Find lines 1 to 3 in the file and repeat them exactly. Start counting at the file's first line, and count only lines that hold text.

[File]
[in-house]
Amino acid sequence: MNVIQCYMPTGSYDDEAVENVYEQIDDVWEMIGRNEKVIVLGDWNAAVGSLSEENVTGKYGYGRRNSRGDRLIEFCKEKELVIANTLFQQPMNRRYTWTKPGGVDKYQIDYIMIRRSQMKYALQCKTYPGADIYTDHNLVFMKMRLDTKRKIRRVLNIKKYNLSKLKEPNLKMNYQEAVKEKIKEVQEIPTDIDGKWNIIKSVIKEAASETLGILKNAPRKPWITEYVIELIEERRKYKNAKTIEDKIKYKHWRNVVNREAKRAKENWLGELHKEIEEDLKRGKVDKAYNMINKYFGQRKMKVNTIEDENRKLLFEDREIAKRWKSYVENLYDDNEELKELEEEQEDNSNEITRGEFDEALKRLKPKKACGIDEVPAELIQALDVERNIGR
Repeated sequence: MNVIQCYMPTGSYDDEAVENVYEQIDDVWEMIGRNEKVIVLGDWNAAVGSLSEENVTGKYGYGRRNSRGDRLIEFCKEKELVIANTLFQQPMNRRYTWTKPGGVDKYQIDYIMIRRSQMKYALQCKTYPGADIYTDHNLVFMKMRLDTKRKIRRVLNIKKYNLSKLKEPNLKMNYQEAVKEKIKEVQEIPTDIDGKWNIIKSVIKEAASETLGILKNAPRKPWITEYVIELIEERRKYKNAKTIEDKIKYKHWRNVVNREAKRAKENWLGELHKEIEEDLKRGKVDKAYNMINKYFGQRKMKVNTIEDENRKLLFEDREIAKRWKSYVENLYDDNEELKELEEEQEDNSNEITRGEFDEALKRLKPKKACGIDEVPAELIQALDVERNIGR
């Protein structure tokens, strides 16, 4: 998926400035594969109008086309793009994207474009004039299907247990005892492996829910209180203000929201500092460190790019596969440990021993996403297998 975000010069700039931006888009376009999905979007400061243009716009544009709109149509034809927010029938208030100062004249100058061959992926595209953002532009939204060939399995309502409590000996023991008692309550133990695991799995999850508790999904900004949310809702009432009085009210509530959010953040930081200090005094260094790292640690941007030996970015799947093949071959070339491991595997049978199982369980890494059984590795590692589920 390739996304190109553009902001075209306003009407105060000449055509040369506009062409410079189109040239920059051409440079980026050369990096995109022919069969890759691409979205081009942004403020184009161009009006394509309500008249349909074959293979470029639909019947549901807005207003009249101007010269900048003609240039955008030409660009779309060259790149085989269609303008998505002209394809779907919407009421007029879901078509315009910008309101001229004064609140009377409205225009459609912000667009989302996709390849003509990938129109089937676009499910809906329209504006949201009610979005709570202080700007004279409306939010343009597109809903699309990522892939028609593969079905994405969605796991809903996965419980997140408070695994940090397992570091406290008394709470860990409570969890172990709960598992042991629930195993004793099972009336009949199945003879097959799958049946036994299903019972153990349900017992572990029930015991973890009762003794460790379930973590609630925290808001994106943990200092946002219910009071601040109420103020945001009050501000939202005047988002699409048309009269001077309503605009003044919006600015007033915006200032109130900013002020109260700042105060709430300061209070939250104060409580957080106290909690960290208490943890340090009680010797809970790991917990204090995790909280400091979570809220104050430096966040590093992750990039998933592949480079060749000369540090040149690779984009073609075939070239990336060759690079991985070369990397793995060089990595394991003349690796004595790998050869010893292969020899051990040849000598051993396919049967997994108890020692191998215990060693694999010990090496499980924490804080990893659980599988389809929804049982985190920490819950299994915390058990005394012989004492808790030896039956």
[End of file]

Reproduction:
[in-house]
Amino acid sequence: MNVIQCYMPTGSYDDEAVENVYEQIDDVWEMIGRNEKVIVLGDWNAAVGSLSEENVTGKYGYGRRNSRGDRLIEFCKEKELVIANTLFQQPMNRRYTWTKPGGVDKYQIDYIMIRRSQMKYALQCKTYPGADIYTDHNLVFMKMRLDTKRKIRRVLNIKKYNLSKLKEPNLKMNYQEAVKEKIKEVQEIPTDIDGKWNIIKSVIKEAASETLGILKNAPRKPWITEYVIELIEERRKYKNAKTIEDKIKYKHWRNVVNREAKRAKENWLGELHKEIEEDLKRGKVDKAYNMINKYFGQRKMKVNTIEDENRKLLFEDREIAKRWKSYVENLYDDNEELKELEEEQEDNSNEITRGEFDEALKRLKPKKACGIDEVPAELIQALDVERNIGR
Repeated sequence: MNVIQCYMPTGSYDDEAVENVYEQIDDVWEMIGRNEKVIVLGDWNAAVGSLSEENVTGKYGYGRRNSRGDRLIEFCKEKELVIANTLFQQPMNRRYTWTKPGGVDKYQIDYIMIRRSQMKYALQCKTYPGADIYTDHNLVFMKMRLDTKRKIRRVLNIKKYNLSKLKEPNLKMNYQEAVKEKIKEVQEIPTDIDGKWNIIKSVIKEAASETLGILKNAPRKPWITEYVIELIEERRKYKNAKTIEDKIKYKHWRNVVNREAKRAKENWLGELHKEIEEDLKRGKVDKAYNMINKYFGQRKMKVNTIEDENRKLLFEDREIAKRWKSYVENLYDDNEELKELEEEQEDNSNEITRGEFDEALKRLKPKKACGIDEVPAELIQALDVERNIGR